Academic journal article Anglican Theological Review

Jesus' Table Fellowship, Baptism, and the Eucharist

Academic journal article Anglican Theological Review

Jesus' Table Fellowship, Baptism, and the Eucharist

Article excerpt

From its beginning, the church has practiced two central rites: baptism and the eucharist. While the external forms of these two rites have changed significantly over the course of history, these rites have nonetheless remained fundamental to the church's identity and practice. Between these two rites is an indissoluble bond through which baptism prepares for the eucharist and the eucharist contextualizes baptism. This indissoluble bond also exists in relation to the church. On the one hand, the church has formed baptism and the eucharist through its ritual practice, theology, and canon law. On the other hand, baptism and the eucharist have also formed the church as the center of its life.

The practice of communion without baptism has become more prevalent within the Episcopal Church. A recent study suggests that almost 25 percent of bishops in the Episcopal Church reported that parishes within their diocese permit communion without baptism.1 While the canons of the Episcopal Church allow only baptized Christians to receive communion and a resolution at the 2006 General Convention affirmed this position, a significant number of Episcopal parishes nevertheless continue this practice.2

Proponents of communion without baptism use scripture extensively in their argument for a change in the traditional Ordo, which maintains an indissoluble bond between baptism and the eucharist.3 They claim that the narratives of Jesus' table fellowship support the practice of communion without baptism. For example, Kathryn Tanner rightfully emphasizes the radical hospitality which Jesus exhibited during his ministry to those persons deemed sinners and religiously impure by the Jewish authorities of that time.4 She and other proponents of communion without baptism interpret these narratives as a justification that the sacramental grace of the eucharist should be made available to all people and not to baptized Christians only. Just as Christ opened his table to all people, they argue, so also should the church open the eucharistie table to all people.5

In this essay, I will critique the use of scriptural references to Jesus' table fellowship in support of communion without baptism by considering their canonical context. First, I will explain how the canonical context of those scriptural passages actually argues in favor of the traditional Ordo rather than for a change to it. Then, I will provide an example of how canonical context intensifies the radical hospitality called for by proponents of communion without baptism by means of the traditional Ordo rather than a change to it.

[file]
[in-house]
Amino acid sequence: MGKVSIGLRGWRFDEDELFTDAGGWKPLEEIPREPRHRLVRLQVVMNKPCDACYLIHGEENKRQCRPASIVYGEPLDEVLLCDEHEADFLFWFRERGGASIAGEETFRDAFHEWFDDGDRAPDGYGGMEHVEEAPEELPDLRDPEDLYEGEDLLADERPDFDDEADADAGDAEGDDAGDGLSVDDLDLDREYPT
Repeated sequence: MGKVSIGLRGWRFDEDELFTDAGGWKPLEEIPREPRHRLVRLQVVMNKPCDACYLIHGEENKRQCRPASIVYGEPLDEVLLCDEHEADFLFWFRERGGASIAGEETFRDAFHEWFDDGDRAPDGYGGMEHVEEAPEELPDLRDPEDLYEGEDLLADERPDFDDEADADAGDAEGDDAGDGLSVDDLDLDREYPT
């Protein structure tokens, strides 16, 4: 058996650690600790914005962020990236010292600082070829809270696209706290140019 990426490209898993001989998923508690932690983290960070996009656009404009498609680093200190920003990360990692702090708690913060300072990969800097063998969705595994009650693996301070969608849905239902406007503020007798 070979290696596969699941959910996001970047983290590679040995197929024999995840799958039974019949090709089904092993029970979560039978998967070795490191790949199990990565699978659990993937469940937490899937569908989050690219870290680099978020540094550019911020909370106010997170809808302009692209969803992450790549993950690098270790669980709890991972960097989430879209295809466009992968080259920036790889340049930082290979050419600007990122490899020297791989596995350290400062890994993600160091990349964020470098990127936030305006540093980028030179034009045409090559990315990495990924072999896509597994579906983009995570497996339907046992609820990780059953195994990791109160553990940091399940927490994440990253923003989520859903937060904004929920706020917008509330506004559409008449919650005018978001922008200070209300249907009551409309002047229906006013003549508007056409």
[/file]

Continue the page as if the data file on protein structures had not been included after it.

The Canonical Context Explained

If considered solely as literal narratives of the historical Jesus, then the feeding stories of Jesus might give an account that could support the practice of communion without baptism. However, when considered within a canonical perspective, these narratives actually speak to and within eucharistie communities of baptized believers.6 Thus instead of advocating communion without baptism, these narratives, when considered within their canonical context, actually reinvigorate the indissoluble bond between baptism and the eucharist, which forms the church.

In order to understand the context of these narratives, I will begin with the canonical shaping of the New Testament. While the Gospel narratives are placed at the beginning of the New Testament, they are not actually its oldest books. Biblical scholars generally agree that the letters written by Paul are the earliest extant Christian writings, with 1 Thessalonians being the first.7 While Paul does not write about baptism or the eucharist in 1 Thessalonians, he does write about baptism in Galatians, his next letter in our present day canon, written around 55 c.E.8 In Galatians 3, Paul speaks about the relationship between the Law and faith, attempting to persuade the church at Galatia that faith in Christ will fulfill all the requirements of the Law. Then he concludes: "As many of you as were baptized into Christ have clothed yourselves with Christ" (Gal. …

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